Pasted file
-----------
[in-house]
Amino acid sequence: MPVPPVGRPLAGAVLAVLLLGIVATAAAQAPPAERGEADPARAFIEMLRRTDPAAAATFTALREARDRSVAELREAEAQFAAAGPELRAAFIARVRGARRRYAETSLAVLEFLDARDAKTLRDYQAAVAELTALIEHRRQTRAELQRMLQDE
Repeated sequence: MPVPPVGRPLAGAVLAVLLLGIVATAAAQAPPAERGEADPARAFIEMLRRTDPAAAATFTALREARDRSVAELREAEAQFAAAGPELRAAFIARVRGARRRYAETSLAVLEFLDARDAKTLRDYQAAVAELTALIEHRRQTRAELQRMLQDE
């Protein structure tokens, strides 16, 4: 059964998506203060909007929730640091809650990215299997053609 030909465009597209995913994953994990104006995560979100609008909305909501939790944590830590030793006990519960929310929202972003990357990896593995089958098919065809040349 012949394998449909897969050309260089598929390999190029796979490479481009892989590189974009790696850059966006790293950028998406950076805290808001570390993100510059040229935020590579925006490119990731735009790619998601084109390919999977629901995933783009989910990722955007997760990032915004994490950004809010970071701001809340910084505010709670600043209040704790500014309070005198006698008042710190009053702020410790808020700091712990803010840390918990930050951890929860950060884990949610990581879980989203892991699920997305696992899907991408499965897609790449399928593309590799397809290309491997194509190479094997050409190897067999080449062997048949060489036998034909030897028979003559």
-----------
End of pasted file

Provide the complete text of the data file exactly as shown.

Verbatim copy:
[in-house]
Amino acid sequence: MPVPPVGRPLAGAVLAVLLLGIVATAAAQAPPAERGEADPARAFIEMLRRTDPAAAATFTALREARDRSVAELREAEAQFAAAGPELRAAFIARVRGARRRYAETSLAVLEFLDARDAKTLRDYQAAVAELTALIEHRRQTRAELQRMLQDE
Repeated sequence: MPVPPVGRPLAGAVLAVLLLGIVATAAAQAPPAERGEADPARAFIEMLRRTDPAAAATFTALREARDRSVAELREAEAQFAAAGPELRAAFIARVRGARRRYAETSLAVLEFLDARDAKTLRDYQAAVAELTALIEHRRQTRAELQRMLQDE
């Protein structure tokens, strides 16, 4: 059964998506203060909007929730640091809650990215299997053609 030909465009597209995913994953994990104006995560979100609008909305909501939790944590830590030793006990519960929310929202972003990357990896593995089958098919065809040349 012949394998449909897969050309260089598929390999190029796979490479481009892989590189974009790696850059966006790293950028998406950076805290808001570390993100510059040229935020590579925006490119990731735009790619998601084109390919999977629901995933783009989910990722955007997760990032915004994490950004809010970071701001809340910084505010709670600043209040704790500014309070005198006698008042710190009053702020410790808020700091712990803010840390918990930050951890929860950060884990949610990581879980989203892991699920997305696992899907991408499965897609790449399928593309590799397809290309491997194509190479094997050409190897067999080449062997048949060489036998034909030897028979003559």